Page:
|Caliber||Weight||BC (G1)||BC (G7)|
|22 CAL. .224 in.||52 gr||0.247||n/a|
|22 CAL. .224 in.||73 gr||0.398||0.200|
|22 CAL. .224 in.||75 gr||0.467||0.235|
|22 CAL. .224 in.||80 gr||0.485||0.244|
|22 CAL. .224 in.||88 gr||0.545||0.274|
|6.5MM .264 in.||100 gr||0.385||0.194|
|6MM .243 in.||108 gr||0.536||0.270|
|6.5MM .264 in.||120 gr||0.486||0.245|
|6.5MM .264 in.||123 gr||0.506||0.255|
|6.5MM .264 in.||130 gr||0.554||0.279|
|25 CAL. .257 in.||134 gr||0.645||0.325|
|6.5MM .264 in.||140 gr||0.646||0.326|
|6.5MM .264 in.||147 gr||0.697||0.351|
|30 CAL. .308 in.||155 gr||0.461||0.232|
|7MM .284 in.||162 gr||0.670||0.338|
|30 CAL. .308 in.||168 gr||0.523||0.263|
|30 CAL. .308 in.||178 gr||0.547||0.275|
|7MM .284 in.||180 gr||0.796||0.401|
|30 CAL. .308 in.||195 gr||0.584||0.294|
|30 CAL. .308 in.||208 gr||0.690||0.348|
|30 CAL. .308 in.||225 gr||0.777||0.391|
|338 CAL. .338 in.||285 gr||0.829||0.417|
Current A-TIP Lineup
When Hornady launched the A-TIP in 2019 they offered just five bullets: a 110-grain 6mm, a 135-grain 6.5mm, a 153-grain 6.5mm, a 230-grain .308, and a 250-grain .308. Since then they’ve added another seven bullets to the family.
|Caliber||Weight||BC (G1)||BC (G7)|
|22 CAL. .224 in.||90 gr||0.585||0.295|
|6MM .243 in.||110 gr||0.604||0.304|
|6.5MM .264 in.||135 gr||0.637||0.321|
|6.5MM .264 in.||153 gr||0.704||0.355|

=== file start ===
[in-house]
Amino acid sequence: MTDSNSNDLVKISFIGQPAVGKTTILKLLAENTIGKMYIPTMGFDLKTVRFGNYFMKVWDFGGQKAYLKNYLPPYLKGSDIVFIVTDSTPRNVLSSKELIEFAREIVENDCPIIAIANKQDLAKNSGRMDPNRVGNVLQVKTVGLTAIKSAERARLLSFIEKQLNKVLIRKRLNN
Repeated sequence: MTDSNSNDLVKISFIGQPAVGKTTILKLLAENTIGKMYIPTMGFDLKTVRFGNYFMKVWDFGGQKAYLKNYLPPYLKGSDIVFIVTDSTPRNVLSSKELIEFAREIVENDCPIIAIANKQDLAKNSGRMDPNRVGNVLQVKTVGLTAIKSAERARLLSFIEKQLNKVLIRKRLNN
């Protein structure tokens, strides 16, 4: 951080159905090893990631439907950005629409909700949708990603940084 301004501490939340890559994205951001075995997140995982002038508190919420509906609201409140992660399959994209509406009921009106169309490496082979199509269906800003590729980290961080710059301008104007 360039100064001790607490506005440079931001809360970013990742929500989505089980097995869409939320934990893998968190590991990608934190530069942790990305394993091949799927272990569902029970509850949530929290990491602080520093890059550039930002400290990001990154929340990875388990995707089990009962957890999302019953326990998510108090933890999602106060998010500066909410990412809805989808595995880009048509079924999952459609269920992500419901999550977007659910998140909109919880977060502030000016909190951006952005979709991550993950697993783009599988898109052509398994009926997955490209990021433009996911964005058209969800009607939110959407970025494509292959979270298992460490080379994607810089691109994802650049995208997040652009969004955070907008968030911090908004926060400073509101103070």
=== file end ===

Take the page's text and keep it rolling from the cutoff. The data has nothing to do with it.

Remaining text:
|7MM .284 in.||166 gr||0.664||0.332|
|30 CAL. .308 in.||176 gr||0.564||0.284|
|7MM .284 in.||190 gr||0.838||0.422|
|30 CAL. .308 in.||230 gr||0.823||0.414|
|30 CAL. .308 in.||250 gr||0.878||0.442|
|338 CAL. .338 in.||300 gr||0.863||0.435|
|375 CAL. .375 in.||390 gr||0.987||0.497|
|416 CAL. .416 in.||500 gr||0.976||0.492|
Final Thoughts on the A-TIP and ELD-M
I have a lot of confidence in both these projectiles—as do numerous other shooters who have used them to land in the winner’s circle in national matches or to just print brag-worthy groups they can tell their buddies about.
For NRL Hunter matches, where the targets max out at 800 yards and are typically larger than 2 MOA, the ELD-M is a good choice. Especially since you can buy a case of factory loads (now that we can find them again) and just go shoot.
For my ELR work or those matches that have tricky targets—like KYL racks—I will default to the A-TIP for the extra consistency it delivers.
But the good news is that when it comes to the Hornady ELD-M versus the A-TIP there is no wrong answer.
This content was originally published here.